I agree with the previous reviewer who said that the Big Parade does not best The Four Horsemen of the Apocalypse, primarily due to its later arrival, its more narrow theme, and the fact that John Gilbert was not Rudolph Valentino. But I do feel that in a funny way it completes what that film was trying to do; namely, by filling in its two greatest weaknesses: its reliance on silent melodrama and its lack of time dedicated to the actual horrors of fighting the Great War. Thus it is a perfect complement to that film.
As interesting trivia, both stars died shortly after the silent era came to a close, Gilbert of alcoholism/heart failure and Renée Adorée of tuberculosis. The actor who played Slim, a Dane, shot himself in the head after the talkie era had reduced him to selling hotdogs outside the studio, making his fate in the film all the more eerie...
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on October 27, 2013
In today's era of excessive computer-generated special effects (a film falls short if it has less than multiple nuclear detonations and over the top explosions, fires and crashes, blood and gore) "The Big Parade" delivers its message with grace, dignity, emotion and reality. Today's film makers would do well to re-learn the art of film from King Vidor's deeply moving depiction of youth, patriotism, love lost and found amid the drama of WWI. I strongly recommend this production to anyone who is looking for the best in film entertainment.
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on March 26, 2014
Nearly ninety years after this great silent picture was made, King Vidor's "The Big Parade" has lost none of its power. This is one of the finest films ever made irrelevant of whether it is a silent or a talkie. A long, always interesting and fascinating film which has been faultlessly restored by Thames Television and boasts a fine new score by Carl Davis to compliment the film's storyline.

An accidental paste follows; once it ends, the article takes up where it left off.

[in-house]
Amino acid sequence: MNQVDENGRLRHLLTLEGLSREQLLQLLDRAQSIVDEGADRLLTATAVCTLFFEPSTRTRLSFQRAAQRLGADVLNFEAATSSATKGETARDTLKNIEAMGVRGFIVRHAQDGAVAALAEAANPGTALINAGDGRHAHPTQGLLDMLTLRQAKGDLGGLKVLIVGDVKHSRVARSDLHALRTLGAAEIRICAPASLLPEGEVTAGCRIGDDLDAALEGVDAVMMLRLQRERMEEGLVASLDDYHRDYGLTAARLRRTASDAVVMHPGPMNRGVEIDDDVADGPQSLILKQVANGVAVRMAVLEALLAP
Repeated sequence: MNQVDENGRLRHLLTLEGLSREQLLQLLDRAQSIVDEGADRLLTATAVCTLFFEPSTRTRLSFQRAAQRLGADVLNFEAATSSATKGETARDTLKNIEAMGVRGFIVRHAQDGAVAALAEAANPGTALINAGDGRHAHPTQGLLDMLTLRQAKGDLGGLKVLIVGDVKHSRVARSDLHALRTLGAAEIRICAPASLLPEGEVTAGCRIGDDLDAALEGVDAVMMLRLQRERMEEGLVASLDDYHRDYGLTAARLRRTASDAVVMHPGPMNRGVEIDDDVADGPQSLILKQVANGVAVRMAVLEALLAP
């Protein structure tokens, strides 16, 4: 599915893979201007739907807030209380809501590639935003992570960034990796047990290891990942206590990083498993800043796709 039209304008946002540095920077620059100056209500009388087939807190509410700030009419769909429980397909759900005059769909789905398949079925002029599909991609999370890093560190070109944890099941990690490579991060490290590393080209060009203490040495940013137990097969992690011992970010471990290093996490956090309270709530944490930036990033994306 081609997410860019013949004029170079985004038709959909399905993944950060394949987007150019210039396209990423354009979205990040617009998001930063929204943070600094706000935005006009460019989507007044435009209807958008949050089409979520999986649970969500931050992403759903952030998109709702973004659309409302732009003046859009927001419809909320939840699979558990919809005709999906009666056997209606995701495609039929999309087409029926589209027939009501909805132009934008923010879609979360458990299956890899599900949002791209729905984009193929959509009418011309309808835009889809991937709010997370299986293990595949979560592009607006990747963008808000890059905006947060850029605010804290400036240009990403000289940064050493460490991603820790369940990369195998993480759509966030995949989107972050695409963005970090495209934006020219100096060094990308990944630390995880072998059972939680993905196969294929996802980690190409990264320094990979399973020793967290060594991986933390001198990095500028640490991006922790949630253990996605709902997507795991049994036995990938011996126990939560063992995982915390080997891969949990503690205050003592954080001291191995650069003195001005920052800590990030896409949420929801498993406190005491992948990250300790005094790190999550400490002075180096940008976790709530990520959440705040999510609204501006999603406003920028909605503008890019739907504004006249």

King Vidor made many fine talkies but he will always be remembered for his great silent films. "The Big Parade" is a war film from the common man's viewpoint (based mainly on the true experiences of author Laurence Stallings) with the excellent John Gilbert portraying a wealthy layabout who is transformed into a doughboy, experiencing the mateship of his comrades and the love of a French girl while "living" through the horrors of trench warfare. Renee Adoree is wonderfrul as the French village girl and the chewing gum sequence between the two lovers is unforgettable. And who can forget Karl Dane, possessing some of the most remarkable facial expressions without ever becoming tiresome.
The war scenes have been staged brilliantly by Vidor and his team and the ending, with a heavy dose of mother-love and the reunion of Gilbert and Adoree will bring tears to your eyes.
This disc also contains a couple of shorts and an audio commentary by Jeffrey Vance, interlaced with segments of comments by Vidor from interviews he made many years ago. I did find the commentary a little too talky but opinions will differ as he does provide heaps of information. Sometimes silence can be golden as this great classic of the cinema verifies.
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on December 8, 2013
For the silent film fan, it is truly fantastic to finally have this on DVD. The print is excellent and the music, by that genius of silent film scoring, Carl Davis, is worth the price alone. Of the 20-odd silent film scores that he composed, the release of this one (1988) has been particularly long overdue.

The film was one of the biggest smash hits of the whole silent era (1925) and one of director King Vidor's masterworks. It was also the favorite film of its star, John Gilbert. Gilbert was the last great idol of the era, so it's fitting that his greatest work is once again being made available to the public. Renée Adorée is also excellent as the female lead.